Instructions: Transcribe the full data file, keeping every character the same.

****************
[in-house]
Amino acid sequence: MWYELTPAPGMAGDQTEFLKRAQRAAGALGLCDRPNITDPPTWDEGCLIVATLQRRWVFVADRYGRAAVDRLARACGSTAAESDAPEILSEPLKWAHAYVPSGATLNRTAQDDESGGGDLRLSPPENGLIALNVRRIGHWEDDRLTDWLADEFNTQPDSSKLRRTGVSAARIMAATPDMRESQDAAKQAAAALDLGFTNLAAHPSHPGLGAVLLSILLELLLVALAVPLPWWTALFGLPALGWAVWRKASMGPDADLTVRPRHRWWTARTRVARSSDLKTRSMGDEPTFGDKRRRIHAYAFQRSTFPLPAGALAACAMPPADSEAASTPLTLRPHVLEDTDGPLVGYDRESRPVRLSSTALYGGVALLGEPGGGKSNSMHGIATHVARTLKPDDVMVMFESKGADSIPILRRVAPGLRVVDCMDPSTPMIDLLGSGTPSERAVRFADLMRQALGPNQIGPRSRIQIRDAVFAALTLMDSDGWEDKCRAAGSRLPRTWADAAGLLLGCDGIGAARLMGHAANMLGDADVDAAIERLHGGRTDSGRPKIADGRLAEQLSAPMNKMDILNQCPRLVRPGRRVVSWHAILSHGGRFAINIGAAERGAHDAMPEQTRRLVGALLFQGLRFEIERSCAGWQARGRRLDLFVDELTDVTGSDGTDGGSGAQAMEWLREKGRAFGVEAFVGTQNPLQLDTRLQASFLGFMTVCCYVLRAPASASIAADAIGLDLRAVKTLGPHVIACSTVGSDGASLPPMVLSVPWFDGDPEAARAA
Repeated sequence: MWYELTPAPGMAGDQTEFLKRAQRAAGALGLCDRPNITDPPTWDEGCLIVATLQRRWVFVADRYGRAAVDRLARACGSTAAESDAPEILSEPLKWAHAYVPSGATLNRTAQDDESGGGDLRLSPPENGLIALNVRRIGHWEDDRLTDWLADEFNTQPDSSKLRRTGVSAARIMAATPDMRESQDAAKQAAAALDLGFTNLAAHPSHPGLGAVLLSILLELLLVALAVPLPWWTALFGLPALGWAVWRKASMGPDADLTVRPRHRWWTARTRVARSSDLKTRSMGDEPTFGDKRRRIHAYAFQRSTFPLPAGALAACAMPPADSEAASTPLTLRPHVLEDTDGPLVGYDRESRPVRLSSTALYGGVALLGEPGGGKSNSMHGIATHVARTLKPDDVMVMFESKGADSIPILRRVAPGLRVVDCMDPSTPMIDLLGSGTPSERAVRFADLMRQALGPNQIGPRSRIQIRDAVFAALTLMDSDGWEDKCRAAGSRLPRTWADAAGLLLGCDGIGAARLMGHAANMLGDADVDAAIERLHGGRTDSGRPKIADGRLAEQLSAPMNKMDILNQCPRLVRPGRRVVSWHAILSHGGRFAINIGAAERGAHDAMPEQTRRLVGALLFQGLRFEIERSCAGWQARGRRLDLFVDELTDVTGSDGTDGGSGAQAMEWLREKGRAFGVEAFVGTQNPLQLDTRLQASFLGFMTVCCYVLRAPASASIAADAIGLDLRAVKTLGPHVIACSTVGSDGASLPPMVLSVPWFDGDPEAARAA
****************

[in-house]
Amino acid sequence: MWYELTPAPGMAGDQTEFLKRAQRAAGALGLCDRPNITDPPTWDEGCLIVATLQRRWVFVADRYGRAAVDRLARACGSTAAESDAPEILSEPLKWAHAYVPSGATLNRTAQDDESGGGDLRLSPPENGLIALNVRRIGHWEDDRLTDWLADEFNTQPDSSKLRRTGVSAARIMAATPDMRESQDAAKQAAAALDLGFTNLAAHPSHPGLGAVLLSILLELLLVALAVPLPWWTALFGLPALGWAVWRKASMGPDADLTVRPRHRWWTARTRVARSSDLKTRSMGDEPTFGDKRRRIHAYAFQRSTFPLPAGALAACAMPPADSEAASTPLTLRPHVLEDTDGPLVGYDRESRPVRLSSTALYGGVALLGEPGGGKSNSMHGIATHVARTLKPDDVMVMFESKGADSIPILRRVAPGLRVVDCMDPSTPMIDLLGSGTPSERAVRFADLMRQALGPNQIGPRSRIQIRDAVFAALTLMDSDGWEDKCRAAGSRLPRTWADAAGLLLGCDGIGAARLMGHAANMLGDADVDAAIERLHGGRTDSGRPKIADGRLAEQLSAPMNKMDILNQCPRLVRPGRRVVSWHAILSHGGRFAINIGAAERGAHDAMPEQTRRLVGALLFQGLRFEIERSCAGWQARGRRLDLFVDELTDVTGSDGTDGGSGAQAMEWLREKGRAFGVEAFVGTQNPLQLDTRLQASFLGFMTVCCYVLRAPASASIAADAIGLDLRAVKTLGPHVIACSTVGSDGASLPPMVLSVPWFDGDPEAARAA
Repeated sequence: MWYELTPAPGMAGDQTEFLKRAQRAAGALGLCDRPNITDPPTWDEGCLIVATLQRRWVFVADRYGRAAVDRLARACGSTAAESDAPEILSEPLKWAHAYVPSGATLNRTAQDDESGGGDLRLSPPENGLIALNVRRIGHWEDDRLTDWLADEFNTQPDSSKLRRTGVSAARIMAATPDMRESQDAAKQAAAALDLGFTNLAAHPSHPGLGAVLLSILLELLLVALAVPLPWWTALFGLPALGWAVWRKASMGPDADLTVRPRHRWWTARTRVARSSDLKTRSMGDEPTFGDKRRRIHAYAFQRSTFPLPAGALAACAMPPADSEAASTPLTLRPHVLEDTDGPLVGYDRESRPVRLSSTALYGGVALLGEPGGGKSNSMHGIATHVARTLKPDDVMVMFESKGADSIPILRRVAPGLRVVDCMDPSTPMIDLLGSGTPSERAVRFADLMRQALGPNQIGPRSRIQIRDAVFAALTLMDSDGWEDKCRAAGSRLPRTWADAAGLLLGCDGIGAARLMGHAANMLGDADVDAAIERLHGGRTDSGRPKIADGRLAEQLSAPMNKMDILNQCPRLVRPGRRVVSWHAILSHGGRFAINIGAAERGAHDAMPEQTRRLVGALLFQGLRFEIERSCAGWQARGRRLDLFVDELTDVTGSDGTDGGSGAQAMEWLREKGRAFGVEAFVGTQNPLQLDTRLQASFLGFMTVCCYVLRAPASASIAADAIGLDLRAVKTLGPHVIACSTVGSDGASLPPMVLSVPWFDGDPEAARAA